When I was 17, I was interviewed by my local newspaper about my high school’s graduation. In the last sentence of the article there’s a quote by me: “I am not coming back.”
Recently, I’ve thought about that line a lot.
For the last semester, I’ve been studying in Nicaragua. For the capstone of my semester, I’m spending a month on the Caribbean Coast doing research about the participation of youth in the region’s development, talking to young people and their public officials about development strategies and the importance of youth in the process. As the poorest region in the 2nd poorest country in the western hemisphere, there are more than a few factors blocking the region’s development. One of the most popularly mentioned when talking about youth, however, is la fuga del cerrebro — the brain drain.
“They wanted to stay but the economical situation of their family was critical and they had to decide to leave the country to work in other places like Miami, or ship-out,” Danilo Chang, a founder of the youth movement Jóvenes Estableciendo Nuevos Horizontes told me. “When all of those people leave, we have to start all over again.”
The desire for more opportunities, for a better future – those are the ideas at the heart of development. Progress. And for kids growing up in or around poverty, progress often means getting the hell out.
This poses a bit of a problem: places can’t develop if they’re constantly losing human capital. Some rural communities on the Coast are literally coming close to extinction as kids leave.
However, this isn’t a problem unique to Nicaragua. It’s something going on in my own home, the Central Valley of California. But while at home the idea of returning to the C.V. was confined to an off-hand remark in a lecture, here on the Coast I’ve seen full-on movements of young people trying to change things, trying to stop the brain drain.
During a meeting with university students the other week, I was talking with this girl with ridiculous big-black-eyes the same age as me about how she is studying indigenous rights, she plans on moving back to going to make her community, how she’s not going to be part of the problem. She’s wearing tacky plastic jewelry and has dirty nails like mine because there’s no running water in the city. She’s attending a university far from her rural home, and she wants to go back.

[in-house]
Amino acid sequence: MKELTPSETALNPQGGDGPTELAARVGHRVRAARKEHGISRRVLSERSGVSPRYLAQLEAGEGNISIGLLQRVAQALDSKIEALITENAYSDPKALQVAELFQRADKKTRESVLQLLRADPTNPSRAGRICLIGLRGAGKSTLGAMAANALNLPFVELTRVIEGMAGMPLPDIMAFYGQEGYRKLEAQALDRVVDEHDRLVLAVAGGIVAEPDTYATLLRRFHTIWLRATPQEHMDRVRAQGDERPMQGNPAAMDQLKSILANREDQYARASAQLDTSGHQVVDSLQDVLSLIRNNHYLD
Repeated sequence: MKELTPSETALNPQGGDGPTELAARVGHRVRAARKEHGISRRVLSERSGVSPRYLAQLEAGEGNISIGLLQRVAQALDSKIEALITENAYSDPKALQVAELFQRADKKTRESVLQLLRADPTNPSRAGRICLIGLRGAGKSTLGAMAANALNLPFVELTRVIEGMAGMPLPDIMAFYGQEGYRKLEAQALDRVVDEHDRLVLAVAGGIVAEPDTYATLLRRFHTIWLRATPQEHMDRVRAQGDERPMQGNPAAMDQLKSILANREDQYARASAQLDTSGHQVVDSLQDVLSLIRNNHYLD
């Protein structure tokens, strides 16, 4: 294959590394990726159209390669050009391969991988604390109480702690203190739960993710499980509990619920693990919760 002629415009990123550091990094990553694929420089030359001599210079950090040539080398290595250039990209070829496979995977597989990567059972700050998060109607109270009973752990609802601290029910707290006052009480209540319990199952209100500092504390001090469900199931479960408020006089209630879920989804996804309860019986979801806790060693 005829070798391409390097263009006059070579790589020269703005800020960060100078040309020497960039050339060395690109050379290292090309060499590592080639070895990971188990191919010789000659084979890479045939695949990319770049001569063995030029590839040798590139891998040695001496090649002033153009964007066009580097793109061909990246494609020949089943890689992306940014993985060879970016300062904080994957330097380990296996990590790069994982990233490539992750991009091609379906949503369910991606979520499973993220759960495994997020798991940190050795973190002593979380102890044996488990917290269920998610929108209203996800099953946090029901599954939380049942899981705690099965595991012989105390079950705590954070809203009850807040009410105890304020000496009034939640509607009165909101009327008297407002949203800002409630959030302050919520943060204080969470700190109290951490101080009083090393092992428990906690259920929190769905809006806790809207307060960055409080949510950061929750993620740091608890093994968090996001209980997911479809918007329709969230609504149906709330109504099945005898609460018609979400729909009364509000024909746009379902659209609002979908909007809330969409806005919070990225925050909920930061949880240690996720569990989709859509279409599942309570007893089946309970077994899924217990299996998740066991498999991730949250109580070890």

I’ve left home to study someone else’s poverty, and have no plans of returning to the poverty I grew up around (although it makes me itchy to call it poverty, I guess it also makes me itchy to call what I’m living in now poverty too). I’m studying the strategies of encouraging youth to identify with their home, so that their communities can retain the leaders so badly needed to overcome the obstacles ahead. I’m talking to this girl about the importance of stopping the brain drain, and thinking about that stupid line in the Ceres Chronicle.
Because maybe I’m part of the problem too; I’m the brain drain.
I probably sound extremely self-centered to write that I’m the ‘talent’ that academics continue to report about; the talent that keeps leaving the Central Valley and causing problems; problems about which the region needs to do something about to keep back home. But it’s a fact that I’m an educated kid that doesn’t plan on returning. I’m human capital that my community helped nurture, yet won’t necessarily reap benefits from.
There was another time I was inclined to look through the old-memory-box in the top back corner of my closet to find that newspaper quote: last spring semester, in that one course on inequality you might have heard about. We talked about the problem of young progressive educated kids all migrating to our ‘safe-havens’ – coffee-filled places like San Francisco, Seattle, New York, DC, etc. We learned that in seeking out our safe urban dream cities, we were exacerbating the growing geographical inequality in the United States. “Thanks for raining on my parade, Professor Reich,” I thought.
So is there really some type of conflict here? Now that I’m equipped with the knowledge that yes, I too am part of the ‘problem’ we just spent an hour and a half talking about, do I have a moral obligation to change something? Because I don’t want to be part of the problem. I want to be like big-black-eyes girl; I want to be the solution too.
“So honey do you miss home? When are you coming back?” my mom asks for the hundredth time.
On the macro scale, the economic logic is crystal clear. But on the personal level, it’s a different story. I sure don’t want to change my plans, and I am never going to stop telling my younger sister or the college freshman or the bright-eyed girl next door to do anything less than chase their dreams, no matter how far it takes them from home.
Going back home for the sole reason that I feel guilty talking this girl about how she’s staying in her community to use her education to make it better instead of escape, isn’t going to help anyone. So, I guess that’s not what I’m going to do. Maybe down the road, I’ll head back.
But not because I’m trying to stop the brain drain — there’s a million other mom-dad-family-friend-love-filled reasons to return to one’s home. If I go back, it’s going to be because of those.
But, I think it’s really cool what these kids here are doing to give back to their communities, and the fact that they don’t see going back home as a sacrifice — this is what they really want to do.
And I hope I can go to my hometown’s ‘person-of-the-year’ ceremony this year. ‘Cause I think that’s really cool too.
Contact Alex Berryhill at [email protected]